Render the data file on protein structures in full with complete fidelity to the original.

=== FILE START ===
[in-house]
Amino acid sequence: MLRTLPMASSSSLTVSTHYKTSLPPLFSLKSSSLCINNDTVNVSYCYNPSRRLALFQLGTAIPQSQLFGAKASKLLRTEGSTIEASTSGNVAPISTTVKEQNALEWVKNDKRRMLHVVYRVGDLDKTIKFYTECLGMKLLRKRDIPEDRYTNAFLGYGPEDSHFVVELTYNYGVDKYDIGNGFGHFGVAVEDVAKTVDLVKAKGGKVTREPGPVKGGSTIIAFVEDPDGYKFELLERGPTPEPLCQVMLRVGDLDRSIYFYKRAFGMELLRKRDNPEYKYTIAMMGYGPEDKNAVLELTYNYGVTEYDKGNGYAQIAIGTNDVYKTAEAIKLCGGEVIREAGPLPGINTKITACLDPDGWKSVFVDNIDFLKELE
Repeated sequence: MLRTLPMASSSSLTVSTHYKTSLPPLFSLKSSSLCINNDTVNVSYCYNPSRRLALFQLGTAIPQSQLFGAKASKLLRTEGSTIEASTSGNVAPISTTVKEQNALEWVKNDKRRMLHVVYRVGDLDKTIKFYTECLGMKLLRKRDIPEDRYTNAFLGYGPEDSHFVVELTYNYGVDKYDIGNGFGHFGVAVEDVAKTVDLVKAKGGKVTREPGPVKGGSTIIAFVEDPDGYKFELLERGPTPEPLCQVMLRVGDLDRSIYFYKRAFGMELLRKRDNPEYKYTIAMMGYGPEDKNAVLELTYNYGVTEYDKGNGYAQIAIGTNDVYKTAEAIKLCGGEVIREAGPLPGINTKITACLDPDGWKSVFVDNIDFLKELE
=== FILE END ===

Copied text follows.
[in-house]
Amino acid sequence: MLRTLPMASSSSLTVSTHYKTSLPPLFSLKSSSLCINNDTVNVSYCYNPSRRLALFQLGTAIPQSQLFGAKASKLLRTEGSTIEASTSGNVAPISTTVKEQNALEWVKNDKRRMLHVVYRVGDLDKTIKFYTECLGMKLLRKRDIPEDRYTNAFLGYGPEDSHFVVELTYNYGVDKYDIGNGFGHFGVAVEDVAKTVDLVKAKGGKVTREPGPVKGGSTIIAFVEDPDGYKFELLERGPTPEPLCQVMLRVGDLDRSIYFYKRAFGMELLRKRDNPEYKYTIAMMGYGPEDKNAVLELTYNYGVTEYDKGNGYAQIAIGTNDVYKTAEAIKLCGGEVIREAGPLPGINTKITACLDPDGWKSVFVDNIDFLKELE
Repeated sequence: MLRTLPMASSSSLTVSTHYKTSLPPLFSLKSSSLCINNDTVNVSYCYNPSRRLALFQLGTAIPQSQLFGAKASKLLRTEGSTIEASTSGNVAPISTTVKEQNALEWVKNDKRRMLHVVYRVGDLDKTIKFYTECLGMKLLRKRDIPEDRYTNAFLGYGPEDSHFVVELTYNYGVDKYDIGNGFGHFGVAVEDVAKTVDLVKAKGGKVTREPGPVKGGSTIIAFVEDPDGYKFELLERGPTPEPLCQVMLRVGDLDRSIYFYKRAFGMELLRKRDNPEYKYTIAMMGYGPEDKNAVLELTYNYGVTEYDKGNGYAQIAIGTNDVYKTAEAIKLCGGEVIREAGPLPGINTKITACLDPDGWKSVFVDNIDFLKELE